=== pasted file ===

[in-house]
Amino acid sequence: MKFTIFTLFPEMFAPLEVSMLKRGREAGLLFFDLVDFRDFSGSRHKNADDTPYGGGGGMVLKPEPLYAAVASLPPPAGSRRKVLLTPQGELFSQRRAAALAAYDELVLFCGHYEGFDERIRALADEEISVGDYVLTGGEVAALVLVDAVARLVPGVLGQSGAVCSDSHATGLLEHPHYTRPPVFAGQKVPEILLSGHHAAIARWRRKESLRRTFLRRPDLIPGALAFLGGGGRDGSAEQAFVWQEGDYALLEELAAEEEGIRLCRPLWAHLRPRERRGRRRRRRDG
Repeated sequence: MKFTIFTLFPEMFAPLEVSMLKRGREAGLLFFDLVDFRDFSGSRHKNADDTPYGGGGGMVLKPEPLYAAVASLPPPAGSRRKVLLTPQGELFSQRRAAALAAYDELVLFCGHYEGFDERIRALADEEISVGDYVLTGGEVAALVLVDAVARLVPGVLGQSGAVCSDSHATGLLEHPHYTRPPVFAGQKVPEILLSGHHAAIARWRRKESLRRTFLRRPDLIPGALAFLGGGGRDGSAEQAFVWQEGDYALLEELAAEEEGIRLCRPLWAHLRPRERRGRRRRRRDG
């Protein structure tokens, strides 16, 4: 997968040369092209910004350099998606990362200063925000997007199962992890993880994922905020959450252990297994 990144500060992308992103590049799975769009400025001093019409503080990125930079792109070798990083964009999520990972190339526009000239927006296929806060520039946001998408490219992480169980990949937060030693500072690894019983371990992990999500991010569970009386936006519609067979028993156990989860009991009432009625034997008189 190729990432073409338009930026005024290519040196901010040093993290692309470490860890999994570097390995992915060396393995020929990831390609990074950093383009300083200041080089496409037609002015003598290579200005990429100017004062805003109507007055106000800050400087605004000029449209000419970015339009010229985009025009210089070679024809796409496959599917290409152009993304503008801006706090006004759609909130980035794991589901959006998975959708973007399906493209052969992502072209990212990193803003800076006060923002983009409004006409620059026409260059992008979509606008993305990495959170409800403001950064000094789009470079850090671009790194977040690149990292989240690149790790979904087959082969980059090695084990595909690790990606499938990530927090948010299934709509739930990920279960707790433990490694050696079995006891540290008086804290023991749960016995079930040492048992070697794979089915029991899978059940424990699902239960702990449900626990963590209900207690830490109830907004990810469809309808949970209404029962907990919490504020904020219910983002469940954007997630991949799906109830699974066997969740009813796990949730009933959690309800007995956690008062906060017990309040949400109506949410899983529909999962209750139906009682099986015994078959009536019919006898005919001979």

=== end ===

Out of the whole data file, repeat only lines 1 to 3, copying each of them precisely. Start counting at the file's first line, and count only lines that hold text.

[in-house]
Amino acid sequence: MKFTIFTLFPEMFAPLEVSMLKRGREAGLLFFDLVDFRDFSGSRHKNADDTPYGGGGGMVLKPEPLYAAVASLPPPAGSRRKVLLTPQGELFSQRRAAALAAYDELVLFCGHYEGFDERIRALADEEISVGDYVLTGGEVAALVLVDAVARLVPGVLGQSGAVCSDSHATGLLEHPHYTRPPVFAGQKVPEILLSGHHAAIARWRRKESLRRTFLRRPDLIPGALAFLGGGGRDGSAEQAFVWQEGDYALLEELAAEEEGIRLCRPLWAHLRPRERRGRRRRRRDG
Repeated sequence: MKFTIFTLFPEMFAPLEVSMLKRGREAGLLFFDLVDFRDFSGSRHKNADDTPYGGGGGMVLKPEPLYAAVASLPPPAGSRRKVLLTPQGELFSQRRAAALAAYDELVLFCGHYEGFDERIRALADEEISVGDYVLTGGEVAALVLVDAVARLVPGVLGQSGAVCSDSHATGLLEHPHYTRPPVFAGQKVPEILLSGHHAAIARWRRKESLRRTFLRRPDLIPGALAFLGGGGRDGSAEQAFVWQEGDYALLEELAAEEEGIRLCRPLWAHLRPRERRGRRRRRRDG